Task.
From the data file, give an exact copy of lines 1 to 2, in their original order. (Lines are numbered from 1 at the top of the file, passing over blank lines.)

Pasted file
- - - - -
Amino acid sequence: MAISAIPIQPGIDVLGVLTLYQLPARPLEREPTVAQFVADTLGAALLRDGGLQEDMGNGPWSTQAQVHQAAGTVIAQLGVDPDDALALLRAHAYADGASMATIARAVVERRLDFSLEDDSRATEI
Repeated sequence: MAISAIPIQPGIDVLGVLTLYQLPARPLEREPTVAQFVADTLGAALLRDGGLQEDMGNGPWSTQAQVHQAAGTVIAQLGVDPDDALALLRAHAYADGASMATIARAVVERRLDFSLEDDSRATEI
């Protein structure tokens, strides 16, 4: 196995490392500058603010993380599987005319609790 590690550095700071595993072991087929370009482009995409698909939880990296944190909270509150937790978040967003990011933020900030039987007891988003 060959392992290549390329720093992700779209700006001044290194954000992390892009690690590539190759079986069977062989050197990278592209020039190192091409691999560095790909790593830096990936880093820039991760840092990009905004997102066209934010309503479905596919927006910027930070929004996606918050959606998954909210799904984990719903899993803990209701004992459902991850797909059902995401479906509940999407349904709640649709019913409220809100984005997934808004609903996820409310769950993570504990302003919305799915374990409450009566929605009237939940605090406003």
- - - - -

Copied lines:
Amino acid sequence: MAISAIPIQPGIDVLGVLTLYQLPARPLEREPTVAQFVADTLGAALLRDGGLQEDMGNGPWSTQAQVHQAAGTVIAQLGVDPDDALALLRAHAYADGASMATIARAVVERRLDFSLEDDSRATEI
Repeated sequence: MAISAIPIQPGIDVLGVLTLYQLPARPLEREPTVAQFVADTLGAALLRDGGLQEDMGNGPWSTQAQVHQAAGTVIAQLGVDPDDALALLRAHAYADGASMATIARAVVERRLDFSLEDDSRATEI